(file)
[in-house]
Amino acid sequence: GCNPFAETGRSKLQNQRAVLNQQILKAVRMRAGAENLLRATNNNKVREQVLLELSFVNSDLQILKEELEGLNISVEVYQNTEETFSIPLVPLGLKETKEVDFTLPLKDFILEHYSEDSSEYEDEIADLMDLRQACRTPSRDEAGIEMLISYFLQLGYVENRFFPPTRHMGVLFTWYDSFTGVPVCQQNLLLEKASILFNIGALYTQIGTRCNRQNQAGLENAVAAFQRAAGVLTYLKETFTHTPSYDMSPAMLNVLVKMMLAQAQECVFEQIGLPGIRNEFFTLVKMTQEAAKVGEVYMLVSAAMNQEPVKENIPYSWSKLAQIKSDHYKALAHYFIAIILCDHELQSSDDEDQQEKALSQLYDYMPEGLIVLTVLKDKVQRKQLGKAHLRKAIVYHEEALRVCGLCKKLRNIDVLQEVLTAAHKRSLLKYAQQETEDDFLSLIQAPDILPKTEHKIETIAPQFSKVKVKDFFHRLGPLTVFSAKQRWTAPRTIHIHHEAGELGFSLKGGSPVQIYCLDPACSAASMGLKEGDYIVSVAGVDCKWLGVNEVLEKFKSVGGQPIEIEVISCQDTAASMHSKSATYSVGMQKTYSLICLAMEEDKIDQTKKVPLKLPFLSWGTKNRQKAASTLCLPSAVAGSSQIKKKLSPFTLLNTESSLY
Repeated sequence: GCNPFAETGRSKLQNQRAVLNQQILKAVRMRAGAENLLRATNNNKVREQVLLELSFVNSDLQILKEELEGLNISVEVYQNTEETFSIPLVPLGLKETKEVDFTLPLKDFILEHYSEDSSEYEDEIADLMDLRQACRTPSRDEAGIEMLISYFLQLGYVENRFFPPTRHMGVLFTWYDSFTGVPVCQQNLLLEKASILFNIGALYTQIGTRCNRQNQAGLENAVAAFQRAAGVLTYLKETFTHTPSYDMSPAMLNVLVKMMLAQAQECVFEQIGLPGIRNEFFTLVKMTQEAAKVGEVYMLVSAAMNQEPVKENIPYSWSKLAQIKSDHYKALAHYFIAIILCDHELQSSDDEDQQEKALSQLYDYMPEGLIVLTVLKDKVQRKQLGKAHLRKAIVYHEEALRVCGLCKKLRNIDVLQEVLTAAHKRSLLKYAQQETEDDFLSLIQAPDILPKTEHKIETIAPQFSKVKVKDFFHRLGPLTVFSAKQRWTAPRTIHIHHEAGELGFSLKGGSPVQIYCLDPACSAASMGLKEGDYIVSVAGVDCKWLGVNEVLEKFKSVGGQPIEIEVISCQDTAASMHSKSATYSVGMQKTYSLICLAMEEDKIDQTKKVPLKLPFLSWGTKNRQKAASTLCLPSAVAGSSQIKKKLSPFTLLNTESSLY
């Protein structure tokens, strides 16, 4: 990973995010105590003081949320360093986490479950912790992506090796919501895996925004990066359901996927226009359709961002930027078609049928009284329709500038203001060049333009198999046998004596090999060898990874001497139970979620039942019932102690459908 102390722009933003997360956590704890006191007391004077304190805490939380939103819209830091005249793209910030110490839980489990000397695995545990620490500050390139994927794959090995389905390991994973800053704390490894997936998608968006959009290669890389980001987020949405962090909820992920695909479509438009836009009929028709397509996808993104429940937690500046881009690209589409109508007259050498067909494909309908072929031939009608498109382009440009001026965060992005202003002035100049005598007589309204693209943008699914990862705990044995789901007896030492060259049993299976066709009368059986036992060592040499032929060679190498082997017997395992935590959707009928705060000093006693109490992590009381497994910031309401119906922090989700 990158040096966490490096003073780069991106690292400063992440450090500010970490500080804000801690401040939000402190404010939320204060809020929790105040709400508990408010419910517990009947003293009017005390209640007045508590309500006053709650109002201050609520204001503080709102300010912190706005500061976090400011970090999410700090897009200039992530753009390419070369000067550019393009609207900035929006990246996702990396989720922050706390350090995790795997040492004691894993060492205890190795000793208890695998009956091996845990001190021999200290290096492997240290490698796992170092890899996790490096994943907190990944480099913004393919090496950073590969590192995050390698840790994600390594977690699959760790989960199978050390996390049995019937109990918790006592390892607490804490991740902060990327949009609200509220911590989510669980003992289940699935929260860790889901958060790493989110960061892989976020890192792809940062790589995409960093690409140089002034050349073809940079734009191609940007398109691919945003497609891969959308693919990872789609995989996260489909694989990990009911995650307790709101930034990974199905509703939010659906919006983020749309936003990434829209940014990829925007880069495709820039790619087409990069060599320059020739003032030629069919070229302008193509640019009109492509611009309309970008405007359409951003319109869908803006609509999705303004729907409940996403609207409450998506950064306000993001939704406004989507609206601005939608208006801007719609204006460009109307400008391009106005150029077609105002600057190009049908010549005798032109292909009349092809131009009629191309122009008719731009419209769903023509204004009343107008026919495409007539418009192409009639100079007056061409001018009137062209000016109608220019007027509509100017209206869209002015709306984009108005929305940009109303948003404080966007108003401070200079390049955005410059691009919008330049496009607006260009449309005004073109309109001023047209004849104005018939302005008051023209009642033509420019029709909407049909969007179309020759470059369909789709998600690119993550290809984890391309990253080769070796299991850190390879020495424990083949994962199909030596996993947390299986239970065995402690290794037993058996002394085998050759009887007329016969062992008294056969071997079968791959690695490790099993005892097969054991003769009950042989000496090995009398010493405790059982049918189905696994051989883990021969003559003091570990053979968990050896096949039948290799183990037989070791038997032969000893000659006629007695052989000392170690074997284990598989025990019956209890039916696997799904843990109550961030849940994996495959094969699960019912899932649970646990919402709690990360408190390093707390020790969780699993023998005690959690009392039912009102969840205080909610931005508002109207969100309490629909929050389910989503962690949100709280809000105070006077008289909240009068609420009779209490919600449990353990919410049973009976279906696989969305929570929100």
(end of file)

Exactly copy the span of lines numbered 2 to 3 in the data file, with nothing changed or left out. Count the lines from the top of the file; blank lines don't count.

Amino acid sequence: GCNPFAETGRSKLQNQRAVLNQQILKAVRMRAGAENLLRATNNNKVREQVLLELSFVNSDLQILKEELEGLNISVEVYQNTEETFSIPLVPLGLKETKEVDFTLPLKDFILEHYSEDSSEYEDEIADLMDLRQACRTPSRDEAGIEMLISYFLQLGYVENRFFPPTRHMGVLFTWYDSFTGVPVCQQNLLLEKASILFNIGALYTQIGTRCNRQNQAGLENAVAAFQRAAGVLTYLKETFTHTPSYDMSPAMLNVLVKMMLAQAQECVFEQIGLPGIRNEFFTLVKMTQEAAKVGEVYMLVSAAMNQEPVKENIPYSWSKLAQIKSDHYKALAHYFIAIILCDHELQSSDDEDQQEKALSQLYDYMPEGLIVLTVLKDKVQRKQLGKAHLRKAIVYHEEALRVCGLCKKLRNIDVLQEVLTAAHKRSLLKYAQQETEDDFLSLIQAPDILPKTEHKIETIAPQFSKVKVKDFFHRLGPLTVFSAKQRWTAPRTIHIHHEAGELGFSLKGGSPVQIYCLDPACSAASMGLKEGDYIVSVAGVDCKWLGVNEVLEKFKSVGGQPIEIEVISCQDTAASMHSKSATYSVGMQKTYSLICLAMEEDKIDQTKKVPLKLPFLSWGTKNRQKAASTLCLPSAVAGSSQIKKKLSPFTLLNTESSLY
Repeated sequence: GCNPFAETGRSKLQNQRAVLNQQILKAVRMRAGAENLLRATNNNKVREQVLLELSFVNSDLQILKEELEGLNISVEVYQNTEETFSIPLVPLGLKETKEVDFTLPLKDFILEHYSEDSSEYEDEIADLMDLRQACRTPSRDEAGIEMLISYFLQLGYVENRFFPPTRHMGVLFTWYDSFTGVPVCQQNLLLEKASILFNIGALYTQIGTRCNRQNQAGLENAVAAFQRAAGVLTYLKETFTHTPSYDMSPAMLNVLVKMMLAQAQECVFEQIGLPGIRNEFFTLVKMTQEAAKVGEVYMLVSAAMNQEPVKENIPYSWSKLAQIKSDHYKALAHYFIAIILCDHELQSSDDEDQQEKALSQLYDYMPEGLIVLTVLKDKVQRKQLGKAHLRKAIVYHEEALRVCGLCKKLRNIDVLQEVLTAAHKRSLLKYAQQETEDDFLSLIQAPDILPKTEHKIETIAPQFSKVKVKDFFHRLGPLTVFSAKQRWTAPRTIHIHHEAGELGFSLKGGSPVQIYCLDPACSAASMGLKEGDYIVSVAGVDCKWLGVNEVLEKFKSVGGQPIEIEVISCQDTAASMHSKSATYSVGMQKTYSLICLAMEEDKIDQTKKVPLKLPFLSWGTKNRQKAASTLCLPSAVAGSSQIKKKLSPFTLLNTESSLY